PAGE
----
Knowing and understanding the client’s technology will assist in preventing inadvertent disclosure. But counsel should also negotiate and implement a written “claw back” agreement in accordance with Code of Civil Procedure section 2031.285 or a written stipulated protective order under Rule 502(d) of the Federal Rules of Evidence if the action is pending in federal court. (San Diego County Bar Association Formal Opn. No. 2012-1, *4.) A writing is necessary, as oral claw backs will generally not protect privileges. Id. A Rule 502 protective order permits a federal court to conclude a privilege or other protection has not been waived so long as the disclosure does not constitute a waiver in another federal or state proceeding. (Fed. R. Evid. 502(d).) California’s statute provides less assistance than the federal equivalent to an attorney confronted with an issue of inadvertent production as it only outlines the procedure for litigating a dispute. (See Code of Civ. Proc., § 2031.285; see also, Cal. State Bar Formal Opn. No. 2015-193 at 7, n. 11.). Indeed, decisional authority in general under California’s Electronic Discovery Act is relatively rare, and practitioners must turn to the federal courts for much of the development of e-discovery law.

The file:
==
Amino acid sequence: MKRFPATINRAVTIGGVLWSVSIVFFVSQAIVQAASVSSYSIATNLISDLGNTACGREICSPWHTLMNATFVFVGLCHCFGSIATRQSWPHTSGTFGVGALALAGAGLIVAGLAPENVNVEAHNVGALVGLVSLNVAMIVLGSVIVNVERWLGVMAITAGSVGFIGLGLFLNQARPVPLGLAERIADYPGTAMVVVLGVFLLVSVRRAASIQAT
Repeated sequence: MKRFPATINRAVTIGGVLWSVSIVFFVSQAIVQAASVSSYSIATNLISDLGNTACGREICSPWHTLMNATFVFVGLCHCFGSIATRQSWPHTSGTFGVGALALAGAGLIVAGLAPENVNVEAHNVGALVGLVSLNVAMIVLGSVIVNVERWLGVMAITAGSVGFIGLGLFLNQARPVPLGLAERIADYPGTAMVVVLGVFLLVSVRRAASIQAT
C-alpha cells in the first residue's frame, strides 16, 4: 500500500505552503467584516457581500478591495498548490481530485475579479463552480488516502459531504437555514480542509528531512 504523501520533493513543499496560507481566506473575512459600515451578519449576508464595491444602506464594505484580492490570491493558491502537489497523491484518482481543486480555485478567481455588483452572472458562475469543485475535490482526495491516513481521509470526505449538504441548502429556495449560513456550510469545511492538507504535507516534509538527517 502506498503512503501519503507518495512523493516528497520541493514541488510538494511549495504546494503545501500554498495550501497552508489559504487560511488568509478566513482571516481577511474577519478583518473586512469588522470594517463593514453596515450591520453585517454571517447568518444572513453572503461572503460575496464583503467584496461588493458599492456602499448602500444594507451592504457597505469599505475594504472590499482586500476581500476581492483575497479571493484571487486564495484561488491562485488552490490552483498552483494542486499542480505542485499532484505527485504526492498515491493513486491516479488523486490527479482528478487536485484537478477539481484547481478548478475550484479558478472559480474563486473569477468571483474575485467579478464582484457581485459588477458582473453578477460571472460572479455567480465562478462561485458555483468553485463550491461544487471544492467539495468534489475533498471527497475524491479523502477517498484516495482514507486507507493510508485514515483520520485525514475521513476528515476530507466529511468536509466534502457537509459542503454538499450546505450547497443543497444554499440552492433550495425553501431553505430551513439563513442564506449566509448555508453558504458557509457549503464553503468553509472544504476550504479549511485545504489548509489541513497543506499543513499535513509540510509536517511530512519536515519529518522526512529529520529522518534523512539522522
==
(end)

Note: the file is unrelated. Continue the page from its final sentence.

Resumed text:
Finally, an attorney’s duty of candor to a tribunal under Rule 5-200 is implicated in the handling of ESI. State and federal courts require counsel to “meet and confer” regarding e-discovery issues, and to fairly and accurately represent to the court what is reasonably necessary with regard to e-discovery. (See San Diego County Bar Association Formal Opn. No. 2012-1, *5.)
The duties of competence, confidentiality, communication and candor to a tribunal all attend an attorney’s handling of e-discovery. The ethical practitioner must remain mindful of each whenever working with a client’s data.
Eric Deitz is a partner in the San Diego and Los Angeles offices of Gordon & Rees. His practice involves professional liability defense, commercial and employment litigation. He serves on the State Bar of California’s Committee on Professional Responsibility and Conduct and as the vice-chair of the San Diego County Bar Association’s Legal Ethics Committee. The opinions expressed herein are his alone.